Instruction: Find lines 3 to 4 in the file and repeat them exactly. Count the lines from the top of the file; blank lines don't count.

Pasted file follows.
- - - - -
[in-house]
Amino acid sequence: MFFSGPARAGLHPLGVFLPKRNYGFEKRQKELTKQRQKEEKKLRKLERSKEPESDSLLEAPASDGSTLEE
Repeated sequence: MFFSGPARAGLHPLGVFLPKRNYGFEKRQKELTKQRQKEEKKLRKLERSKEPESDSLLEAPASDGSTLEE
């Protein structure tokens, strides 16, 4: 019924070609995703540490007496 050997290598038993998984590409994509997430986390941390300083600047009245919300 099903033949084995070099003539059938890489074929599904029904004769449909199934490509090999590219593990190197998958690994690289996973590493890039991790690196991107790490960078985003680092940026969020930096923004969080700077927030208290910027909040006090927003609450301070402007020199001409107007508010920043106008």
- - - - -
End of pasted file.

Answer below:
Repeated sequence: MFFSGPARAGLHPLGVFLPKRNYGFEKRQKELTKQRQKEEKKLRKLERSKEPESDSLLEAPASDGSTLEE
């Protein structure tokens, strides 16, 4: 019924070609995703540490007496 050997290598038993998984590409994509997430986390941390300083600047009245919300 099903033949084995070099003539059938890489074929599904029904004769449909199934490509090999590219593990190197998958690994690289996973590493890039991790690196991107790490960078985003680092940026969020930096923004969080700077927030208290910027909040006090927003609450301070402007020199001409107007508010920043106008």